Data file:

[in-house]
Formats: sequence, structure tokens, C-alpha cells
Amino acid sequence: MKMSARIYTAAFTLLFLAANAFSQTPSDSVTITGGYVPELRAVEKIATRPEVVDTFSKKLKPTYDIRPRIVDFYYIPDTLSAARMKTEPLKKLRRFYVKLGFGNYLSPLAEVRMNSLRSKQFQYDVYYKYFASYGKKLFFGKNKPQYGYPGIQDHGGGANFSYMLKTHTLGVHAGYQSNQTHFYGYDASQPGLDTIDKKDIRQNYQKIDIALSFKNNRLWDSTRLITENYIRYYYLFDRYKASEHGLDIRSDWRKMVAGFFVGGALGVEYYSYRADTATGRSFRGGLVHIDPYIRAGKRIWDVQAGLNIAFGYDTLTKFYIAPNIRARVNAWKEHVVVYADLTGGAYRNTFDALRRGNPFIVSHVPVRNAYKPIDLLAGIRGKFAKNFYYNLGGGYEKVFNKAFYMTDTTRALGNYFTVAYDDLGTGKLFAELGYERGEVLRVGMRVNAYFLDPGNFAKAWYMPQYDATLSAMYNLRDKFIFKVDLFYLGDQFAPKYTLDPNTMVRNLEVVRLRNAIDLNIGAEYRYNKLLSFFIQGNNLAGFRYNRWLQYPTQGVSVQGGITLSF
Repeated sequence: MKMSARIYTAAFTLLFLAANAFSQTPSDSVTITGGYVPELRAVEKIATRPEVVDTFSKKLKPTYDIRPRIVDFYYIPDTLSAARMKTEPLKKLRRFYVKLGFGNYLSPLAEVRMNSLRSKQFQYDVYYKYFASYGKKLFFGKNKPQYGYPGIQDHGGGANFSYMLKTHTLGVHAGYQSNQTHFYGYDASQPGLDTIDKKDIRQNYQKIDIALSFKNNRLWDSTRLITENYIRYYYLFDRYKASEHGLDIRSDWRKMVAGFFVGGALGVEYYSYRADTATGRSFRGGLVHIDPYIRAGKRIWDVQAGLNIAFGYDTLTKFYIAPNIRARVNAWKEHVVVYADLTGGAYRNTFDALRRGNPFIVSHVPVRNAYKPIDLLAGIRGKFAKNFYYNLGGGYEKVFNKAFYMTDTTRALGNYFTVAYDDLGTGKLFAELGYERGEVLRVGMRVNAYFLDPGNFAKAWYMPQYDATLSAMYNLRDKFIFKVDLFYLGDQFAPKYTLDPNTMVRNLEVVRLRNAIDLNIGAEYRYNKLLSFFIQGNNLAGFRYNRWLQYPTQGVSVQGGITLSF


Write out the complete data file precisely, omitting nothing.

[in-house]
Formats: sequence, structure tokens, C-alpha cells
Amino acid sequence: MKMSARIYTAAFTLLFLAANAFSQTPSDSVTITGGYVPELRAVEKIATRPEVVDTFSKKLKPTYDIRPRIVDFYYIPDTLSAARMKTEPLKKLRRFYVKLGFGNYLSPLAEVRMNSLRSKQFQYDVYYKYFASYGKKLFFGKNKPQYGYPGIQDHGGGANFSYMLKTHTLGVHAGYQSNQTHFYGYDASQPGLDTIDKKDIRQNYQKIDIALSFKNNRLWDSTRLITENYIRYYYLFDRYKASEHGLDIRSDWRKMVAGFFVGGALGVEYYSYRADTATGRSFRGGLVHIDPYIRAGKRIWDVQAGLNIAFGYDTLTKFYIAPNIRARVNAWKEHVVVYADLTGGAYRNTFDALRRGNPFIVSHVPVRNAYKPIDLLAGIRGKFAKNFYYNLGGGYEKVFNKAFYMTDTTRALGNYFTVAYDDLGTGKLFAELGYERGEVLRVGMRVNAYFLDPGNFAKAWYMPQYDATLSAMYNLRDKFIFKVDLFYLGDQFAPKYTLDPNTMVRNLEVVRLRNAIDLNIGAEYRYNKLLSFFIQGNNLAGFRYNRWLQYPTQGVSVQGGITLSF
Repeated sequence: MKMSARIYTAAFTLLFLAANAFSQTPSDSVTITGGYVPELRAVEKIATRPEVVDTFSKKLKPTYDIRPRIVDFYYIPDTLSAARMKTEPLKKLRRFYVKLGFGNYLSPLAEVRMNSLRSKQFQYDVYYKYFASYGKKLFFGKNKPQYGYPGIQDHGGGANFSYMLKTHTLGVHAGYQSNQTHFYGYDASQPGLDTIDKKDIRQNYQKIDIALSFKNNRLWDSTRLITENYIRYYYLFDRYKASEHGLDIRSDWRKMVAGFFVGGALGVEYYSYRADTATGRSFRGGLVHIDPYIRAGKRIWDVQAGLNIAFGYDTLTKFYIAPNIRARVNAWKEHVVVYADLTGGAYRNTFDALRRGNPFIVSHVPVRNAYKPIDLLAGIRGKFAKNFYYNLGGGYEKVFNKAFYMTDTTRALGNYFTVAYDDLGTGKLFAELGYERGEVLRVGMRVNAYFLDPGNFAKAWYMPQYDATLSAMYNLRDKFIFKVDLFYLGDQFAPKYTLDPNTMVRNLEVVRLRNAIDLNIGAEYRYNKLLSFFIQGNNLAGFRYNRWLQYPTQGVSVQGGITLSF